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Protein S Deficiency

Protein S Deficiency is a topic covered in the 5-Minute Clinical Consult.

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Basics

Description

  • Protein S is a vitamin K–dependent glycoprotein, produced mainly in the liver that acts as a cofactor for protein C.
  • Protein C becomes activated when thrombin binds to the endothelial receptor, thrombomodulin.
  • Activated protein C, with protein S (a cofactor), inactivates clotting factors Va and VIIIa enhancing fibrinolysis.
  • Protein S is also able to directly inhibit factors Va, VIIa, and Xa independently of activated protein C.
  • Protein S deficiency is a congenital thrombophilia, which increases the risk of thromboembolism.
  • It primarily affects the venous system.
  • System(s) affected: cardiovascular; hematologic/ immunologic; pulmonary

Epidemiology

Incidence
  • Mean age of first thrombosis: 2nd decade
  • Predominant sex: male = female

Prevalence
  • 0.3% of general population
  • Found in 3% of persons with venous thrombosis (VT)

Etiology and Pathophysiology

  • It is an autosomal dominant disease.
  • Only the free form of protein S (40%) acts as a cofactor for activated protein C. Protein S reversibly binds to the C4b protein, which leads to conditions in which free protein S is low, but total protein S is normal. These individuals are prone to thrombosis. Conditions with reduced protein S: pregnancy, oral contraceptives, warfarin; DIC, liver disease, nephrotic syndrome, HIV, L-asparaginase chemotherapy, and acute thrombosis
  • Transient autoantibodies can develop against protein S in patients with acute varicella (1)[C].

Genetics
  • Is due to heterozygous mutations in the PROS1 gene
  • Heterozygotes have an odds ratio (OR) of VT of 1.6 to 11.5.
  • Homozygosity or compound heterozygosity, if untreated, is usually incompatible with adult life.
  • Homozygotes can have a fulminant thrombotic event in infancy, termed neonatal purpura fulminans.

Risk Factors

  • Oral contraceptives, pregnancy, and the use of HRT increase the risk of VT in patients with protein S deficiency (2)[A].
  • Patients with protein S deficiency and other prothrombotic states, have further increased rate of thrombosis (2)[A].
  • Arterial thrombosis is more frequent in patients with protein S deficiency who smoke.
  • Patients heterozygous for protein S deficiency who are initiated on warfarin without concomitant heparin can develop warfarin-induced skin necrosis because the half-life of other vitamin K–dependent clotting factors (e.g., prothrombin, factor IX, and factor X) is much longer than the anticoagulant protein S (4 to 8 hours), leading to a transient hypercoagulable state when protein S becomes depleted. These patients develop extremely low levels of protein S and develop necrosis of the skin over central areas of the body such as the breast, abdomen, buttocks, and genitalia (2)[A].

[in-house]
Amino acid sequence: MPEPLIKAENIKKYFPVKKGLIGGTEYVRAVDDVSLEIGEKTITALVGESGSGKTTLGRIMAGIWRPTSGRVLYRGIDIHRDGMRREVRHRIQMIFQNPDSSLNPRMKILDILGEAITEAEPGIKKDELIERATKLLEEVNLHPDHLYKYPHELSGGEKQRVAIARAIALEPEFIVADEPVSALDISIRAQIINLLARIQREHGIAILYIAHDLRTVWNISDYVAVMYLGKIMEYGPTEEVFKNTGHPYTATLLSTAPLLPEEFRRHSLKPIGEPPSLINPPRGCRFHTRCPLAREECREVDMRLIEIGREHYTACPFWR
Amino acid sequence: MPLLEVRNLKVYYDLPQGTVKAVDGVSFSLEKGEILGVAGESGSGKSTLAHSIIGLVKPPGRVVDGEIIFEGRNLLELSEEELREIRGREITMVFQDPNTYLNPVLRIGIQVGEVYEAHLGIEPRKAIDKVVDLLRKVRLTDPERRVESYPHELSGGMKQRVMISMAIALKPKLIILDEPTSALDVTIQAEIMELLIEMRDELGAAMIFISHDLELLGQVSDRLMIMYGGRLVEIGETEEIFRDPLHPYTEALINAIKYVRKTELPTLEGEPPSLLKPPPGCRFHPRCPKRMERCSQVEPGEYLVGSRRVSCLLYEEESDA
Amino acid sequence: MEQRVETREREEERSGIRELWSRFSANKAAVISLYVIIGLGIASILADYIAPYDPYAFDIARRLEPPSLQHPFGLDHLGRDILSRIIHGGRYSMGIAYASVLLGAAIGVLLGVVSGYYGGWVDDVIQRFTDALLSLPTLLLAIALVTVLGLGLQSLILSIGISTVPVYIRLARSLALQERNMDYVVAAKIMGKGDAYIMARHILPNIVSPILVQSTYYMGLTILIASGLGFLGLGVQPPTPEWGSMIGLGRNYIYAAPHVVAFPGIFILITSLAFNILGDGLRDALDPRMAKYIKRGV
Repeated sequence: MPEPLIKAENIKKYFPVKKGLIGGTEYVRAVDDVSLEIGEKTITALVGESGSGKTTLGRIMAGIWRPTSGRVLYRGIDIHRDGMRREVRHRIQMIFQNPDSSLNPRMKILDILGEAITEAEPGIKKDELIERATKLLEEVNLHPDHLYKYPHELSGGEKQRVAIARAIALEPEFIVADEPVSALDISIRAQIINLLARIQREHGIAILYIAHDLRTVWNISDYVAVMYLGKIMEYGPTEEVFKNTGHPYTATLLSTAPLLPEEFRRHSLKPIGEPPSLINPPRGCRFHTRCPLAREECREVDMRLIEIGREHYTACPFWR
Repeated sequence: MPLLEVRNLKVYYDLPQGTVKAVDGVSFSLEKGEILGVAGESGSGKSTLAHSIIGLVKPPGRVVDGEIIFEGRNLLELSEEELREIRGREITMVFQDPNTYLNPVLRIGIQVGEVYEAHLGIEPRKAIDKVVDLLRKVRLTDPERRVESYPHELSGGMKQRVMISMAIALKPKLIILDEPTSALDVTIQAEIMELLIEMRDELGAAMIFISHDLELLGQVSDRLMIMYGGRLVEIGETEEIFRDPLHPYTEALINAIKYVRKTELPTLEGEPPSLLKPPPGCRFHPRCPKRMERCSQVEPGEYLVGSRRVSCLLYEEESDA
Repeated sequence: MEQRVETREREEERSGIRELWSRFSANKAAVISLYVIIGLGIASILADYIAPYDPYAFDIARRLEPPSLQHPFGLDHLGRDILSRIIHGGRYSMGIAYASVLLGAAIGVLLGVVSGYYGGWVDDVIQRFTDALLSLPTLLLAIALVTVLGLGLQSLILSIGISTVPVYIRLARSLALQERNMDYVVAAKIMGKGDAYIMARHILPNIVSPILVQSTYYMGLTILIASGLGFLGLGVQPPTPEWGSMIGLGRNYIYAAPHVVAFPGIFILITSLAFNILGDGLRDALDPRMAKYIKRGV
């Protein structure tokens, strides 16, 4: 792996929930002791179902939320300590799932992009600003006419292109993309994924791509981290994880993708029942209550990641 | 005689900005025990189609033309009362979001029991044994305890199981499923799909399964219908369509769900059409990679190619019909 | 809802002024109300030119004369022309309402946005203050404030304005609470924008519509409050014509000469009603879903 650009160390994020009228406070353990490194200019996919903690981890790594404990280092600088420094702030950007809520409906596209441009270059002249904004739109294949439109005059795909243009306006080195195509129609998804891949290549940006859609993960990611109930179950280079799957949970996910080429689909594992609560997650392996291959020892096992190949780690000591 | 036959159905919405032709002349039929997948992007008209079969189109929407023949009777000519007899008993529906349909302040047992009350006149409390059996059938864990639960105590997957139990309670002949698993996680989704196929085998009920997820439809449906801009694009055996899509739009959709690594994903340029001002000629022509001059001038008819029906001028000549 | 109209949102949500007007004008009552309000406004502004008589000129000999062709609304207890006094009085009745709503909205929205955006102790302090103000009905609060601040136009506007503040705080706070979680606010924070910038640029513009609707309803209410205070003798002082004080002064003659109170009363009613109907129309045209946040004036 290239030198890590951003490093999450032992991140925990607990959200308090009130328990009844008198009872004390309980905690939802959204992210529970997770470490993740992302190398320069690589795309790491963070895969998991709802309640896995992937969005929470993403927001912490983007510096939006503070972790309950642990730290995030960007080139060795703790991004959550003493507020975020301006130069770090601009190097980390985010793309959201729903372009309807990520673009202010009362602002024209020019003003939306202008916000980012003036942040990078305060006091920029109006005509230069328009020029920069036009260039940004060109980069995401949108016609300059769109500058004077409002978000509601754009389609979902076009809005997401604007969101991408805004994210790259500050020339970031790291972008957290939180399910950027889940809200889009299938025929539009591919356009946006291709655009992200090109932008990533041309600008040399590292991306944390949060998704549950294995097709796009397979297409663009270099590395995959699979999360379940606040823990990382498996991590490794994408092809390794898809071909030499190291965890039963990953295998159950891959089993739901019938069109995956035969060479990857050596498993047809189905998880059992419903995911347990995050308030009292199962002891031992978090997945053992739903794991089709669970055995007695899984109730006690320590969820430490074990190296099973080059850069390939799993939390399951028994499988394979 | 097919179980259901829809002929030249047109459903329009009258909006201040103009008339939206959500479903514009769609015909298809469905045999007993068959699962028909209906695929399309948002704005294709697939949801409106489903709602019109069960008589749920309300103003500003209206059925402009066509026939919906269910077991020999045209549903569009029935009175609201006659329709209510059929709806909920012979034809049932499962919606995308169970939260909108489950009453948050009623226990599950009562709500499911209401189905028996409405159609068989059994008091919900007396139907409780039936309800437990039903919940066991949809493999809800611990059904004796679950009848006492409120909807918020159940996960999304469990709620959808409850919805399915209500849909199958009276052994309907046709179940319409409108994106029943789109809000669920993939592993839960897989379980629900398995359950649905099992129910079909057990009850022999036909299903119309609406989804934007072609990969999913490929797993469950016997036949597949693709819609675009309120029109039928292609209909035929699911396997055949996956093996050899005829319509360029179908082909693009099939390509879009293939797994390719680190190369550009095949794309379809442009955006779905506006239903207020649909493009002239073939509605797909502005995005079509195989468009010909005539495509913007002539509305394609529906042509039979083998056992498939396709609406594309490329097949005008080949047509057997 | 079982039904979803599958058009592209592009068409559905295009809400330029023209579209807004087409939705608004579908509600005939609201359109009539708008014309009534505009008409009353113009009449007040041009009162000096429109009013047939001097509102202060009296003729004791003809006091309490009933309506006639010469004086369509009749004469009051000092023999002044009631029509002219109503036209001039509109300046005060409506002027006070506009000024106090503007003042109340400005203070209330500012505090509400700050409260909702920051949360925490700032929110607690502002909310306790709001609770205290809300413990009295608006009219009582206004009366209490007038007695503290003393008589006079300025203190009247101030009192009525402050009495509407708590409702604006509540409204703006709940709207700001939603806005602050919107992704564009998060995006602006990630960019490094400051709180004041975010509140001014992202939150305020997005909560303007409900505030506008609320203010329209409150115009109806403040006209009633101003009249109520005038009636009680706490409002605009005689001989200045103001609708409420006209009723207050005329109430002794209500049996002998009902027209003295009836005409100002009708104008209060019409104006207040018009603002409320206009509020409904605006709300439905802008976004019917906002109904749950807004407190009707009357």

Pregnancy Considerations
Increased thrombotic risk and pregnancy losses

General Prevention

There are no preventive measures.

Commonly Associated Conditions

  • Deep and superficial VT, often unprovoked
  • Up to 50% of homozygotes will have thrombosis.
  • Homozygosity is associated with catastrophic thrombotic complications at birth: neonatal purpura fulminans.
  • Sites of thrombosis can be unusual, including the mesentery, cerebral veins, and axillary veins.
  • Arterial thrombosis is rare, but reported in several case reports.
  • Skin necrosis in patients treated with warfarin
  • Recurrent pregnancy losses (3)
  • High prevalence of mental disorders was described (4).

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Citation

Stephens, Mark B., et al., editors. "Protein S Deficiency." 5-Minute Clinical Consult, 27th ed., Wolters Kluwer, 2019. Medicine Central, im.unboundmedicine.com/medicine/view/5-Minute-Clinical-Consult/116493/all/Protein_S_Deficiency.
Protein S Deficiency. In: Stephens MB, Golding J, Baldor RA, et al, eds. 5-Minute Clinical Consult. 27th ed. Wolters Kluwer; 2019. https://im.unboundmedicine.com/medicine/view/5-Minute-Clinical-Consult/116493/all/Protein_S_Deficiency. Accessed April 24, 2019.
Protein S Deficiency. (2019). In Stephens, M. B., Golding, J., Baldor, R. A., & Domino, F. J. (Eds.), 5-Minute Clinical Consult. Available from https://im.unboundmedicine.com/medicine/view/5-Minute-Clinical-Consult/116493/all/Protein_S_Deficiency
Protein S Deficiency [Internet]. In: Stephens MB, Golding J, Baldor RA, Domino FJ, editors. 5-Minute Clinical Consult. Wolters Kluwer; 2019. [cited 2019 April 24]. Available from: https://im.unboundmedicine.com/medicine/view/5-Minute-Clinical-Consult/116493/all/Protein_S_Deficiency.
* Article titles in AMA citation format should be in sentence-case
TY - ELEC T1 - Protein S Deficiency ID - 116493 ED - Stephens,Mark B, ED - Golding,Jeremy, ED - Baldor,Robert A, ED - Domino,Frank J, BT - 5-Minute Clinical Consult, Updating UR - https://im.unboundmedicine.com/medicine/view/5-Minute-Clinical-Consult/116493/all/Protein_S_Deficiency PB - Wolters Kluwer ET - 27 DB - Medicine Central DP - Unbound Medicine ER -